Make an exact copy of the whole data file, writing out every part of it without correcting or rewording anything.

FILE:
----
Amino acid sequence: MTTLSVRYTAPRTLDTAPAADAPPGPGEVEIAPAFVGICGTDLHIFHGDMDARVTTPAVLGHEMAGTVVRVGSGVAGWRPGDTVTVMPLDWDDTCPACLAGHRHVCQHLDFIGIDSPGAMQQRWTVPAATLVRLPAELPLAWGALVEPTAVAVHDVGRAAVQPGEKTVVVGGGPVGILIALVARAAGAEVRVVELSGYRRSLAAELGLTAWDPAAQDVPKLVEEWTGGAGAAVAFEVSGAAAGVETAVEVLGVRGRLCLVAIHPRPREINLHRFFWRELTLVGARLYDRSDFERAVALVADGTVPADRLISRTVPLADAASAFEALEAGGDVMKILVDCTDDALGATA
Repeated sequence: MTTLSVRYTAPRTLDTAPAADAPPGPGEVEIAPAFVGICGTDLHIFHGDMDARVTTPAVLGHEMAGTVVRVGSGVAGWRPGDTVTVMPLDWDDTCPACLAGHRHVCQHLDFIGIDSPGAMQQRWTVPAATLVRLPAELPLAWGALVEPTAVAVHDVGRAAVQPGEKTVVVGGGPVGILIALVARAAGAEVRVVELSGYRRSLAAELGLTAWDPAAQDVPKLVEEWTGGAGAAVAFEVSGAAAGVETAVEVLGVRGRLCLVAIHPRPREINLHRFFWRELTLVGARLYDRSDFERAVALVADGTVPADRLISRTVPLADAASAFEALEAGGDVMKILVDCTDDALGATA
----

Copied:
Amino acid sequence: MTTLSVRYTAPRTLDTAPAADAPPGPGEVEIAPAFVGICGTDLHIFHGDMDARVTTPAVLGHEMAGTVVRVGSGVAGWRPGDTVTVMPLDWDDTCPACLAGHRHVCQHLDFIGIDSPGAMQQRWTVPAATLVRLPAELPLAWGALVEPTAVAVHDVGRAAVQPGEKTVVVGGGPVGILIALVARAAGAEVRVVELSGYRRSLAAELGLTAWDPAAQDVPKLVEEWTGGAGAAVAFEVSGAAAGVETAVEVLGVRGRLCLVAIHPRPREINLHRFFWRELTLVGARLYDRSDFERAVALVADGTVPADRLISRTVPLADAASAFEALEAGGDVMKILVDCTDDALGATA
Repeated sequence: MTTLSVRYTAPRTLDTAPAADAPPGPGEVEIAPAFVGICGTDLHIFHGDMDARVTTPAVLGHEMAGTVVRVGSGVAGWRPGDTVTVMPLDWDDTCPACLAGHRHVCQHLDFIGIDSPGAMQQRWTVPAATLVRLPAELPLAWGALVEPTAVAVHDVGRAAVQPGEKTVVVGGGPVGILIALVARAAGAEVRVVELSGYRRSLAAELGLTAWDPAAQDVPKLVEEWTGGAGAAVAFEVSGAAAGVETAVEVLGVRGRLCLVAIHPRPREINLHRFFWRELTLVGARLYDRSDFERAVALVADGTVPADRLISRTVPLADAASAFEALEAGGDVMKILVDCTDDALGATA